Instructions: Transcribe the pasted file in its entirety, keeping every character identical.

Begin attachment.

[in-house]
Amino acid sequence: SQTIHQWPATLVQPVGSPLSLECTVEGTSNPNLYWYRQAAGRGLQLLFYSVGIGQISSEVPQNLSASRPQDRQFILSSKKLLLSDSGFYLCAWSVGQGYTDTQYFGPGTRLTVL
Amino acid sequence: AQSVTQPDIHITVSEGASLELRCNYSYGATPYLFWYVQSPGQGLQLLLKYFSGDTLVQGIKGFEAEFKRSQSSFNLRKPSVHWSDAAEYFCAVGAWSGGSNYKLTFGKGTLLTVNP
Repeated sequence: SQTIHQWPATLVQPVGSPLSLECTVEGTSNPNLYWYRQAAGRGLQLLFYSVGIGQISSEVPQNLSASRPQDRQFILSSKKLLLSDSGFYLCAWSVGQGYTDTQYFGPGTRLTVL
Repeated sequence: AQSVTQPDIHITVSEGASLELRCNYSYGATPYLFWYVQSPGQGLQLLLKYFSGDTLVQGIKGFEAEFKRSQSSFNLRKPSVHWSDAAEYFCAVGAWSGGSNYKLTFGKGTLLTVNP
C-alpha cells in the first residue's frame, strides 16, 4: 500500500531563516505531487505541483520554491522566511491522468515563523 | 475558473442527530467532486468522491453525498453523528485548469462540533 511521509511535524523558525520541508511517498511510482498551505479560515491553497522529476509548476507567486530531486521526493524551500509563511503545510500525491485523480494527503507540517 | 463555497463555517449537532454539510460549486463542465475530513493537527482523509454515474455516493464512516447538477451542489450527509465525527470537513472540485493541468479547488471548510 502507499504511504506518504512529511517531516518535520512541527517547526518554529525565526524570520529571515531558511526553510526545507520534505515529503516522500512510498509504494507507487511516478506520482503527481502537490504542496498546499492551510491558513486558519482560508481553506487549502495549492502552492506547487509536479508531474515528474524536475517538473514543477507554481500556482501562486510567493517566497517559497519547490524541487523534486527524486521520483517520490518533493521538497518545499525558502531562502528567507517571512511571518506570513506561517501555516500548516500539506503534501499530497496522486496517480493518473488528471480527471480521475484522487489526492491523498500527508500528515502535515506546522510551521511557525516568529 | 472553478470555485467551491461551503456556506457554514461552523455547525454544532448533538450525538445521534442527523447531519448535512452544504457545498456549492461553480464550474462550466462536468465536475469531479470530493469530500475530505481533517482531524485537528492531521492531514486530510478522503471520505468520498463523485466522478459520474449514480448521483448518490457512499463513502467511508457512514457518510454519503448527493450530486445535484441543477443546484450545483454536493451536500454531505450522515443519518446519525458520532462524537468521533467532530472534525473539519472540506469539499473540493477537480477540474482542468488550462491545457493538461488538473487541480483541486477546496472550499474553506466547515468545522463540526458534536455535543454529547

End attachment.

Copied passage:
[in-house]
Amino acid sequence: SQTIHQWPATLVQPVGSPLSLECTVEGTSNPNLYWYRQAAGRGLQLLFYSVGIGQISSEVPQNLSASRPQDRQFILSSKKLLLSDSGFYLCAWSVGQGYTDTQYFGPGTRLTVL
Amino acid sequence: AQSVTQPDIHITVSEGASLELRCNYSYGATPYLFWYVQSPGQGLQLLLKYFSGDTLVQGIKGFEAEFKRSQSSFNLRKPSVHWSDAAEYFCAVGAWSGGSNYKLTFGKGTLLTVNP
Repeated sequence: SQTIHQWPATLVQPVGSPLSLECTVEGTSNPNLYWYRQAAGRGLQLLFYSVGIGQISSEVPQNLSASRPQDRQFILSSKKLLLSDSGFYLCAWSVGQGYTDTQYFGPGTRLTVL
Repeated sequence: AQSVTQPDIHITVSEGASLELRCNYSYGATPYLFWYVQSPGQGLQLLLKYFSGDTLVQGIKGFEAEFKRSQSSFNLRKPSVHWSDAAEYFCAVGAWSGGSNYKLTFGKGTLLTVNP
C-alpha cells in the first residue's frame, strides 16, 4: 500500500531563516505531487505541483520554491522566511491522468515563523 | 475558473442527530467532486468522491453525498453523528485548469462540533 511521509511535524523558525520541508511517498511510482498551505479560515491553497522529476509548476507567486530531486521526493524551500509563511503545510500525491485523480494527503507540517 | 463555497463555517449537532454539510460549486463542465475530513493537527482523509454515474455516493464512516447538477451542489450527509465525527470537513472540485493541468479547488471548510 502507499504511504506518504512529511517531516518535520512541527517547526518554529525565526524570520529571515531558511526553510526545507520534505515529503516522500512510498509504494507507487511516478506520482503527481502537490504542496498546499492551510491558513486558519482560508481553506487549502495549492502552492506547487509536479508531474515528474524536475517538473514543477507554481500556482501562486510567493517566497517559497519547490524541487523534486527524486521520483517520490518533493521538497518545499525558502531562502528567507517571512511571518506570513506561517501555516500548516500539506503534501499530497496522486496517480493518473488528471480527471480521475484522487489526492491523498500527508500528515502535515506546522510551521511557525516568529 | 472553478470555485467551491461551503456556506457554514461552523455547525454544532448533538450525538445521534442527523447531519448535512452544504457545498456549492461553480464550474462550466462536468465536475469531479470530493469530500475530505481533517482531524485537528492531521492531514486530510478522503471520505468520498463523485466522478459520474449514480448521483448518490457512499463513502467511508457512514457518510454519503448527493450530486445535484441543477443546484450545483454536493451536500454531505450522515443519518446519525458520532462524537468521533467532530472534525473539519472540506469539499473540493477537480477540474482542468488550462491545457493538461488538473487541480483541486477546496472550499474553506466547515468545522463540526458534536455535543454529547